Isothiocyanates from cruciferous vegetables have been studied extensively in cells and in animals for their disease preventive and therapeutic effects. However, translating their utility to human populations has been both limited and challenging. Herein, clinical trials employing two isothiocyanates, sulforaphane (SFN; 1-isothiocyanato-4-(methylsulfinyl) butane) and phenethyl isothiocyanate (PEITC; 2-isothiocyanatoethylbenzene) that are isolated principally from broccoli and watercress, respectively, are summarized and discussed. Both of these compounds have been used in small human clinical trials, either within food matrices or as single agents, against a variety of diseases ranging from cancer to autism. Results suggest an opportunity to incorporate them, or more likely preparations derived from their source plants, into larger human disease mitigation efforts. The context for the applications of these compounds and plants in evidence-based food and nutritional policy is also evaluated.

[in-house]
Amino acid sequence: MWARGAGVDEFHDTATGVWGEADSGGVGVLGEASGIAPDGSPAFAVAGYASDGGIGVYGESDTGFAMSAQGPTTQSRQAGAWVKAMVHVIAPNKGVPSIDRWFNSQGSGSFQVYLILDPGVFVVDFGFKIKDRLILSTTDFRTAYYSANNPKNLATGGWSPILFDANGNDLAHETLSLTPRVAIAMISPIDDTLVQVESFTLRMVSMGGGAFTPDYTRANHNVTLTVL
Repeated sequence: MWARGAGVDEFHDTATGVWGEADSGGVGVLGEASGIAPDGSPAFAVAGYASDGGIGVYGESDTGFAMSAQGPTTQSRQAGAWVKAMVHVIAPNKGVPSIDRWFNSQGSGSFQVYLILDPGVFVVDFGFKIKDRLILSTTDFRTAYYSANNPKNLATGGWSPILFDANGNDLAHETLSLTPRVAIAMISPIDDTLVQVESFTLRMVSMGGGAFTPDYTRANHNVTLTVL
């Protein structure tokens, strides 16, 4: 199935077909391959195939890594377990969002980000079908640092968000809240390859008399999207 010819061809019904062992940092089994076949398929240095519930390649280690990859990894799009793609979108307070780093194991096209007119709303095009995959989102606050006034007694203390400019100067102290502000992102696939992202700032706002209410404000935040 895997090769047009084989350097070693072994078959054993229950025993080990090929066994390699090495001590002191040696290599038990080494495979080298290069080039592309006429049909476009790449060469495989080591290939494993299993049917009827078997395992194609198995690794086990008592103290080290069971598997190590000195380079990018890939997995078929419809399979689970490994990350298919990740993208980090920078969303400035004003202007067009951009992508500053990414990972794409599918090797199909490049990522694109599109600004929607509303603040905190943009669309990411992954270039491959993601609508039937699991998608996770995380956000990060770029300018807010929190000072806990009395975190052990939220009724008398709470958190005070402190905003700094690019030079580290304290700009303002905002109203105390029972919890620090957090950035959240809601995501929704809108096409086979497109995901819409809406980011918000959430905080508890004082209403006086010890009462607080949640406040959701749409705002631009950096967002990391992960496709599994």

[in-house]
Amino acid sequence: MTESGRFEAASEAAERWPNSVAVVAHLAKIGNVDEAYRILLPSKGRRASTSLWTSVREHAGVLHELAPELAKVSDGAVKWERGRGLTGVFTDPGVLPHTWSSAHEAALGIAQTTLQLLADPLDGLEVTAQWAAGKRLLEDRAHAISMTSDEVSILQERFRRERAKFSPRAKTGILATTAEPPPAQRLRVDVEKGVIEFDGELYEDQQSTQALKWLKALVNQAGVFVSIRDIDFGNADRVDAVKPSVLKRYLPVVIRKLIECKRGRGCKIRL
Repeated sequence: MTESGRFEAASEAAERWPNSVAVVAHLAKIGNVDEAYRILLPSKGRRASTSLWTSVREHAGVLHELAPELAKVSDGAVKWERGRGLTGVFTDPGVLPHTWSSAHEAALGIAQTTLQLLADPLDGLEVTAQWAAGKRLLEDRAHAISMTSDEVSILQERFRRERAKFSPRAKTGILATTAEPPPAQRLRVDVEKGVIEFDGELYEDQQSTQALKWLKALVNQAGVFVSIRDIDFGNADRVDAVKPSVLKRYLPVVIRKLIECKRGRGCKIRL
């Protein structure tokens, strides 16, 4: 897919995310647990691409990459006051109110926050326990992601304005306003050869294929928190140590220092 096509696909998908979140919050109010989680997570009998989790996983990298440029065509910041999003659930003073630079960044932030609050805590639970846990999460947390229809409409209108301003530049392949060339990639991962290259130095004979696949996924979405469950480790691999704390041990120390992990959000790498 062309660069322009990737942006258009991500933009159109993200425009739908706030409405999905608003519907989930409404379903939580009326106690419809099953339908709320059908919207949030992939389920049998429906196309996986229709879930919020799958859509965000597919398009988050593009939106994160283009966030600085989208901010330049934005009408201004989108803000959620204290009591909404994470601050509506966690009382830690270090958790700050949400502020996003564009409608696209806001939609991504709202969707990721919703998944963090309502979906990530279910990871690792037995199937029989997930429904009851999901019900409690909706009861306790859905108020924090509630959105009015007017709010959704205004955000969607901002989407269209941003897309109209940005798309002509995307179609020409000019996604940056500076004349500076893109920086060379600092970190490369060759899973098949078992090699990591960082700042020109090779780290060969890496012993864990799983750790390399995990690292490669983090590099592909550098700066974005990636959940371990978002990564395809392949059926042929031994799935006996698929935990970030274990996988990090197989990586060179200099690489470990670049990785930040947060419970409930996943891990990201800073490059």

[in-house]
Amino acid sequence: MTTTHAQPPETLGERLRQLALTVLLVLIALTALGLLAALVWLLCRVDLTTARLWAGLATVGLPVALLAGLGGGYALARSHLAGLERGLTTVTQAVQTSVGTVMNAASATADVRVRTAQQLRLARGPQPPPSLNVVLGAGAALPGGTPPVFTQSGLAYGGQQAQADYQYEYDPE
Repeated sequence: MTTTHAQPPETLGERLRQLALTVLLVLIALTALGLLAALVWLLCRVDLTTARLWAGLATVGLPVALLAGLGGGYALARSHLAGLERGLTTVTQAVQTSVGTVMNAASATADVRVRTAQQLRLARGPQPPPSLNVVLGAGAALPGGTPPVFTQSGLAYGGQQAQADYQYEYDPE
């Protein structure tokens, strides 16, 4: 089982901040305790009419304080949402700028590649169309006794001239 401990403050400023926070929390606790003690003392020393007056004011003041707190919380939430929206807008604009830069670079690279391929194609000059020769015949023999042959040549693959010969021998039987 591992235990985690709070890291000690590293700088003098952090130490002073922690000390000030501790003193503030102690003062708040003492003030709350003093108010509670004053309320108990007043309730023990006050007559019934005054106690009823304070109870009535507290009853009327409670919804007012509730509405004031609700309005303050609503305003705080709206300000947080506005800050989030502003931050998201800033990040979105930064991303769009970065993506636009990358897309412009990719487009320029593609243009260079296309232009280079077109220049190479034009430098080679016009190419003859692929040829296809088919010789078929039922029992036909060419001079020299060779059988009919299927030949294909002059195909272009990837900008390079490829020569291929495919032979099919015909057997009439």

Keywords: broccoli; clinical trials; isothiocyanate; phenethyl isothiocyanate; sulforaphane; watercress.
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